Tolls and fares will see significant hikes over the coming years.
Transit officials will host four public hearings—two in New York, two in New Jersey—on the plans this summer
A council of commuters and those living near the Midtown hub would offer regular feedback
The Q70—aka the LaGuardia Link—will provide free service between the airport and Queens subway stops
The 1 train is stopping at the station once again
This work has to be completed before the second phase of the Hudson Yards megaproject can begin.
The long-term study will also consider a wide range of other options.
The money will be used to fund technical planning and design work.
Despite the lack of any financial commitments from the Trump administration, Amtrak Chairman Tony Coscia is optimistic that construction will move forward soon.
The agency will issue a Request for Proposals to keep the cargo terminal in operation for the next five years but a sale is not completely out of the cards.
The agency has issued a Request for Proposals and will grant up to $35 million for the study.
In January this year, the agency finally pledged $3.5 billion towards a new bus terminal after months of fighting, and the cost of building at the existing site will be one of the major aspects of this new study.
Landscape photographer Tony Gregory has put together a series of time-lapse videos depicting the terminal’s traffic during its busiest hours as hundreds of thousands of commuters pass through its passageways.
In a new proposal, the agency is calling for a $4 "access fee" that would require all passengers being picked up and dropped off via car service, including Uber and Lyft.
As expected the Port Authority’s Board approved its massive $32.2 billion 10-year Capital Plan on Thursday—it’s the largest sum the agency has approved for a capital plan yet.
New Jersey elected officials feel that Governor Cuomo is more concerned about moving projects like the JFK and LaGuardia Airports upgrade forward.
The bi-state agency has agreed to commit $3.5 billion to the redevelopment of Port Authority Bus Terminal. The funds are not expected to cover the entire cost of the project, but are a start.
The agency’s board has been riddled with infighting along political and state lines with the differences between the two sides centering on who should shoulder the burden of paying for a redesigned terminal.
Just when it seemed like things were progressing smoothly with the Port Authority Bus Terminal overhaul project, heated words exchanged between elected officials and the Port Authority chairman have threatened to jeopardize the project yet again.
The head juror for that PABT design competition has now suggested to the heads of the Port Authority of New York and New Jersey that they consider building something new on top of the existing structure.
Though most of the redevelopment project spearheaded by Governor Andrew Cuomo will be funded privately, about $325 million was to be made available through government funds.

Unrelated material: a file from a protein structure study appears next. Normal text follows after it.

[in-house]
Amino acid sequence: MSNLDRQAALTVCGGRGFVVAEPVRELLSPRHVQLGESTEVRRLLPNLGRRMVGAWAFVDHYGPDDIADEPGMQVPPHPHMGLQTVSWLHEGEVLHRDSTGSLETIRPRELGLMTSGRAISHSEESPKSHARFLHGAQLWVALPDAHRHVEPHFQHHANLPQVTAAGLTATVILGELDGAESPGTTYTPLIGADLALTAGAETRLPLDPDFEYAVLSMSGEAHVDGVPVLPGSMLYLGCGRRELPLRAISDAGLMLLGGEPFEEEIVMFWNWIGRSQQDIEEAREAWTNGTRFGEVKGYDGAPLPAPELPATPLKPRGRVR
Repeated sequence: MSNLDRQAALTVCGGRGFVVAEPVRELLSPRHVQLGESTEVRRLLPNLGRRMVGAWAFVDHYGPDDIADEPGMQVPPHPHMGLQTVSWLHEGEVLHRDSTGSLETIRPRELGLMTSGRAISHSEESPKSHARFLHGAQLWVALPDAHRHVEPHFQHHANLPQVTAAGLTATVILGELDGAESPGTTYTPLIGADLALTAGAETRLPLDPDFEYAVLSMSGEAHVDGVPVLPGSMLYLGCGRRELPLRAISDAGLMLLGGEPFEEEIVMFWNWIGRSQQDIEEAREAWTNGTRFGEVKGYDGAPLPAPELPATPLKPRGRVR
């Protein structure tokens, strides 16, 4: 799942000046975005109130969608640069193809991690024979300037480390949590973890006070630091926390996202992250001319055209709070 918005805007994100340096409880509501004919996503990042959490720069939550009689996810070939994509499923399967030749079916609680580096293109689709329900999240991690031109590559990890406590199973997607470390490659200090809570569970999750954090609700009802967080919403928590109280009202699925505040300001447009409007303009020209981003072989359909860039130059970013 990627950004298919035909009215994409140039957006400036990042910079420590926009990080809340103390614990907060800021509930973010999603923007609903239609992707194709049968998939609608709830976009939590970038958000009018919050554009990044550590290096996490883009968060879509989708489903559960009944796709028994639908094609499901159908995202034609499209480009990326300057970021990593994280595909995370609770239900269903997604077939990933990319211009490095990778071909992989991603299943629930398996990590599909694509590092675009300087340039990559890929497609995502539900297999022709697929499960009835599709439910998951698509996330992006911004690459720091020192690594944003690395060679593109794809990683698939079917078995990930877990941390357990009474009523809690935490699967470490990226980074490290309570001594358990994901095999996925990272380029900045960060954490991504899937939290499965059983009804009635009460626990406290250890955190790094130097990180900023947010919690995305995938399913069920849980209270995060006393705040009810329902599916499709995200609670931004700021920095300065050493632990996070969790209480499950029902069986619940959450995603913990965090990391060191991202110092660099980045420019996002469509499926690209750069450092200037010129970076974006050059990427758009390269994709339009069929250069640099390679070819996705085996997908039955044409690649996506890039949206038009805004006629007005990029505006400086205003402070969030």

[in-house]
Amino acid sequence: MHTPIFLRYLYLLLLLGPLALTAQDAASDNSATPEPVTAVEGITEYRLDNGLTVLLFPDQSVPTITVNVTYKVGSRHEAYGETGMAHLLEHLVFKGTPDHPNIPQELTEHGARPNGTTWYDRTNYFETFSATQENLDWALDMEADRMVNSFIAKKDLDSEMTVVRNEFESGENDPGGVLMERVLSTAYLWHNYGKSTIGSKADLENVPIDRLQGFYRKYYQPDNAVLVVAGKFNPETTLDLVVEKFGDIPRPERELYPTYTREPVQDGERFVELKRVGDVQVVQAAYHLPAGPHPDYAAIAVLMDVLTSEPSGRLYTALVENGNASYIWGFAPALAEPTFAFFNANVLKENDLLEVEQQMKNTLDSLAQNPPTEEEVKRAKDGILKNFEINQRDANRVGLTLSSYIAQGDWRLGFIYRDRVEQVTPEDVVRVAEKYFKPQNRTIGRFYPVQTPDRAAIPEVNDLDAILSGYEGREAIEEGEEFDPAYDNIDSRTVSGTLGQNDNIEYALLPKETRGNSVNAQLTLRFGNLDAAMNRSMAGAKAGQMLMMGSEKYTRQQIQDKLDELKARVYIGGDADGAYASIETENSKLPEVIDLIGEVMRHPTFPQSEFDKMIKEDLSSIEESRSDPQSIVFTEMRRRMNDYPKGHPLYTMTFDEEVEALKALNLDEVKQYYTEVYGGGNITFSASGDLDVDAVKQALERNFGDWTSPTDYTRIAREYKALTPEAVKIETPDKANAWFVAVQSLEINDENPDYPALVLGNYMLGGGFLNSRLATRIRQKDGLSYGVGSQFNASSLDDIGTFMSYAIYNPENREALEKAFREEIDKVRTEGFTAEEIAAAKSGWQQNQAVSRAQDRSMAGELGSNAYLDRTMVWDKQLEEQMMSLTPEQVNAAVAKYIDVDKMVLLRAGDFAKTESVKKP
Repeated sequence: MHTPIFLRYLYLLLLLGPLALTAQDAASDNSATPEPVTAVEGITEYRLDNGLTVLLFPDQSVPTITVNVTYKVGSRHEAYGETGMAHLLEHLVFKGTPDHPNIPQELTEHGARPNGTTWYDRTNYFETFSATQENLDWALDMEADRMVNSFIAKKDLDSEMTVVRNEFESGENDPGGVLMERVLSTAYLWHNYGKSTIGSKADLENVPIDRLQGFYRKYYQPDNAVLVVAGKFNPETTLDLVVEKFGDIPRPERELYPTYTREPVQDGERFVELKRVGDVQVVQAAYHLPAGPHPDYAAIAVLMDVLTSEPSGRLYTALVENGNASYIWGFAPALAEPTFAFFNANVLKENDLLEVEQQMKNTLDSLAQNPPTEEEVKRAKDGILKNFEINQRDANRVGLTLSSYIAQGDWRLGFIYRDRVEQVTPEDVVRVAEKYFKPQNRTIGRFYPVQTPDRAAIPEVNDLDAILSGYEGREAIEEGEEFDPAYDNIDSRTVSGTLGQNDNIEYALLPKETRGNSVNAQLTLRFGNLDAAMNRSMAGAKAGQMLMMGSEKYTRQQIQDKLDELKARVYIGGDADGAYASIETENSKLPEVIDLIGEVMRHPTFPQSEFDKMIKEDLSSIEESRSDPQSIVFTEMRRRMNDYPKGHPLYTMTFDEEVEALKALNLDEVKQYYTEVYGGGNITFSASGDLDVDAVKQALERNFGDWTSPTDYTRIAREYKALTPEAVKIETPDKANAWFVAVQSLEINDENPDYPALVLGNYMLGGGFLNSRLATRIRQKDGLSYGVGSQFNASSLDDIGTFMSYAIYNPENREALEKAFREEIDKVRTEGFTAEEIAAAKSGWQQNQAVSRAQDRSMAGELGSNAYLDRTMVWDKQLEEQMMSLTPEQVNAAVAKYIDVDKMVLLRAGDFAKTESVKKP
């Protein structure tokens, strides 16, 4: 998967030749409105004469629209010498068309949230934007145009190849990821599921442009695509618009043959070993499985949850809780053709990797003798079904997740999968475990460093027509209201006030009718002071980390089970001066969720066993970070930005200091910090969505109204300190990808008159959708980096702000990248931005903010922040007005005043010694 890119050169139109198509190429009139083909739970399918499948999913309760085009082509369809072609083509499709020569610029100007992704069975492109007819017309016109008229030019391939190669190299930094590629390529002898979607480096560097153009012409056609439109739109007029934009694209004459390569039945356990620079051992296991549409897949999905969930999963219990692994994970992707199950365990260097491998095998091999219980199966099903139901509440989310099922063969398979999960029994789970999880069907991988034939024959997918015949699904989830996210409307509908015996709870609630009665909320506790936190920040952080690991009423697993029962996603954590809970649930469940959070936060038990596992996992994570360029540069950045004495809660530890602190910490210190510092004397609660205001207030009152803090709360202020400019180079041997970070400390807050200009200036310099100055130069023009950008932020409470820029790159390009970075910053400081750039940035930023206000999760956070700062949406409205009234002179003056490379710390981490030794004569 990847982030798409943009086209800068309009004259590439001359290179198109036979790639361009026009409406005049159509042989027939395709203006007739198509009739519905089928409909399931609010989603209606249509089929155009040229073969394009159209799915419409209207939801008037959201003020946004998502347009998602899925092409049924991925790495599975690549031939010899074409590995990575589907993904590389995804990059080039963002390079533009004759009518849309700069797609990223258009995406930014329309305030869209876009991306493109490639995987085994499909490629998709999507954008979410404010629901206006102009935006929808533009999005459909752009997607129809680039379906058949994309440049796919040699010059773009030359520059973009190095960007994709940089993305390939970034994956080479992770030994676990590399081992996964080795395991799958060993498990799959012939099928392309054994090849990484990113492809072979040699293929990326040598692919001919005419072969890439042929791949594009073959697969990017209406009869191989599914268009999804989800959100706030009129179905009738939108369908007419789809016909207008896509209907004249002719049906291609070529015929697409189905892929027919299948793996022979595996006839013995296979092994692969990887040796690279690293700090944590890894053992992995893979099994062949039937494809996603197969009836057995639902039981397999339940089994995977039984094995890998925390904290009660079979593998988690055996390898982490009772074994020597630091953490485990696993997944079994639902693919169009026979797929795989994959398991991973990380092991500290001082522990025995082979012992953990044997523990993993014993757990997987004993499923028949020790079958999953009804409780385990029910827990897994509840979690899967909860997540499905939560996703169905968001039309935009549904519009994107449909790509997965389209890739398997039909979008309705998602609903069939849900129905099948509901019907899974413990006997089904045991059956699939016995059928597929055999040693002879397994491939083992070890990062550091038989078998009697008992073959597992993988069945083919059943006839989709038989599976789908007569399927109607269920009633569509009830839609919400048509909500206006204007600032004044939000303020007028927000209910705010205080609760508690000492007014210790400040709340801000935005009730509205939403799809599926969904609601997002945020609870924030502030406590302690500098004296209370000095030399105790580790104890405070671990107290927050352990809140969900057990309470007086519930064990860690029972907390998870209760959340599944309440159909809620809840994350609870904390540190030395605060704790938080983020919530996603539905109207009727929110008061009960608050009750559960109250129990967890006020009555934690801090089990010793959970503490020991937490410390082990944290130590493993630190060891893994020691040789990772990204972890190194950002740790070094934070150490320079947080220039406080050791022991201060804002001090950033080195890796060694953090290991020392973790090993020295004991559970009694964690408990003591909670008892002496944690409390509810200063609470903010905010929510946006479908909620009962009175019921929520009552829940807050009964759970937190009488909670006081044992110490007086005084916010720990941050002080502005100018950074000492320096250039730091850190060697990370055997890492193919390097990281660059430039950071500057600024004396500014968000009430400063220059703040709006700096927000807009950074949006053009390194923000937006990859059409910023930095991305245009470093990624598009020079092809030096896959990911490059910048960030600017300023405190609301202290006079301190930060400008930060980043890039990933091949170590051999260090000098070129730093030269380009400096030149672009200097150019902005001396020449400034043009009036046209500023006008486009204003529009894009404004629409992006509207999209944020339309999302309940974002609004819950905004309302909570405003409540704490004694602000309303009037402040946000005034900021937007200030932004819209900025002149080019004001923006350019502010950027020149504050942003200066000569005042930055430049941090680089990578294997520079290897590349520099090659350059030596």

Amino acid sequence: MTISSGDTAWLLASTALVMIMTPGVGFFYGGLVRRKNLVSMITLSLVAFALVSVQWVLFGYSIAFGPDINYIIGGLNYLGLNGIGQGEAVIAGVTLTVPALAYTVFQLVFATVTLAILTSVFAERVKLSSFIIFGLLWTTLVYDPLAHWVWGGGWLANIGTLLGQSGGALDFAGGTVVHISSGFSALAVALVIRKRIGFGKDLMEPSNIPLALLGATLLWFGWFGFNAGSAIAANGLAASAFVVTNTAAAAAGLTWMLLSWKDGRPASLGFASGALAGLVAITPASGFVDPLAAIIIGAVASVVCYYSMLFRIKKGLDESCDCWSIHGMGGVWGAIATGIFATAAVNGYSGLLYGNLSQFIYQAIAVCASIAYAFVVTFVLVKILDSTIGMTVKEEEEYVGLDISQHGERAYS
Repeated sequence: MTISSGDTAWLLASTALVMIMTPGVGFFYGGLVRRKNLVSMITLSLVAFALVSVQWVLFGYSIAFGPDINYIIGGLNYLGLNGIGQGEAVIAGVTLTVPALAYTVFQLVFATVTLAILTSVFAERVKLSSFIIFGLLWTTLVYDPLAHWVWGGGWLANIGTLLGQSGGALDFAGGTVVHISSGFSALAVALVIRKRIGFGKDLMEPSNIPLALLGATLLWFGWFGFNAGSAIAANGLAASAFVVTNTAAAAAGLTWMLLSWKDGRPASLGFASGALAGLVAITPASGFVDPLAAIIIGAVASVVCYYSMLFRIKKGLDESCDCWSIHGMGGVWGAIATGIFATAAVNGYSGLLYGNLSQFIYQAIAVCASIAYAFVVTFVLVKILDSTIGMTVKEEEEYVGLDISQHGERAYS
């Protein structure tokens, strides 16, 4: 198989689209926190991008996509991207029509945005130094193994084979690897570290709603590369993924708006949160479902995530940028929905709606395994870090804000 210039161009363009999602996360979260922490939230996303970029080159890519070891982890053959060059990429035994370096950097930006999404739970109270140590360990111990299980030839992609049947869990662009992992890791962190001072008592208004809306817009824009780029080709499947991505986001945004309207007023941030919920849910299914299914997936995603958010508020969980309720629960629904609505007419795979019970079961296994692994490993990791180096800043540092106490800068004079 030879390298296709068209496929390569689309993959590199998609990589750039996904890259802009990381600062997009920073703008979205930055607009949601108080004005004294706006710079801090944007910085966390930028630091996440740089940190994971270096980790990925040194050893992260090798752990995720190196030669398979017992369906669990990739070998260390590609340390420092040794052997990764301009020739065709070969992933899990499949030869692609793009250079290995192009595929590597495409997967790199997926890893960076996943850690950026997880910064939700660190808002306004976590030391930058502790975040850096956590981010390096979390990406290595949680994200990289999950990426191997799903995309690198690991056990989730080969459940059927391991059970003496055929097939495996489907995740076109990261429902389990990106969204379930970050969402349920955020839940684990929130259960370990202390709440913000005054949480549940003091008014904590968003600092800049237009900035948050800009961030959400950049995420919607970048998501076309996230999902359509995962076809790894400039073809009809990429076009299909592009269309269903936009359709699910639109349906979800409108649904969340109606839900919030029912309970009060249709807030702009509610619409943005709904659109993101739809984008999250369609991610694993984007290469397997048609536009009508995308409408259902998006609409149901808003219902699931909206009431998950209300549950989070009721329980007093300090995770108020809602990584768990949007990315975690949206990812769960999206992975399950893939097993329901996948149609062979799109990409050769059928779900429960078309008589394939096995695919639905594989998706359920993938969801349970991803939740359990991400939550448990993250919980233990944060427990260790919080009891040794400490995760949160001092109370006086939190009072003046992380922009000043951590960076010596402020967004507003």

The contest had been the source of controversy for the last few months with local residents and elected officials complaining that the PA had failed to solicit public opinion or communicate with the public for setting any kind of design guidelines.
Port Authority will soon release a study, that in part, argues for the extension of the 7 train to Secaucus, New Jersey, citing that doing so could reduce bus terminal congestion in the long run.
These designs however aren’t the final word on what will replace the existing 66-year-old terminal, and the agency is open to other planning options as well. Starting this month, the PA will start holding meetings with city and state officials.
Just kidding, the news of a potential sale last week was all overblown and the Port Authority Chairman John Degnan clarified to Politico that a sale wasn't anywhere in the offing right now, and that PA hadn't spoken to any brokers to move forward.
The Port Authority is hoping that a potential sale of One World Trade Center may generate as much as $5 billion for the agency, but in order for any sale to move forward there are some serious emotional and real estate hurdles to cross.
This week the agency invited elected officials to review the plans submitted by the five finalists for the design competition, but the officials rejected that idea saying it would legitimize an already unfair process.
Port Authority's contribution will go towards the second phase of the redevelopment that entails interconnecting Delta’s Terminals B, C, and D into a single facility.
Elected officials want the Port Authority to halt a competition to design a new bus terminal in Manhattan
the agency submitted plans for the building last fall, which would see the creation of 24 apartments spread out 42,649 square feet of space, and a 5,400 square foot retail component on the ground floor.
Finally, Port Authority's "glorious boondoggle" may finally get the ringing-in it (sort of) deserves, as the agency plans to hold an opening ceremony for the $4 billion transit center around the time of its next board meeting.
Despite a lack of funds to finance all of the projects on its place, the Port Authority announced on Thursday that it will fund a new bus terminal and that it's decision is binding. Where, exactly, the estimated $10 billion for the terminal will come from is unclear.
Port Authority signed a deal with Empire State Development back in 2000 to lease 40,000 square feet of space at the redeveloped James A. Farley post office building which will be known as Moynihan Station after the overhaul.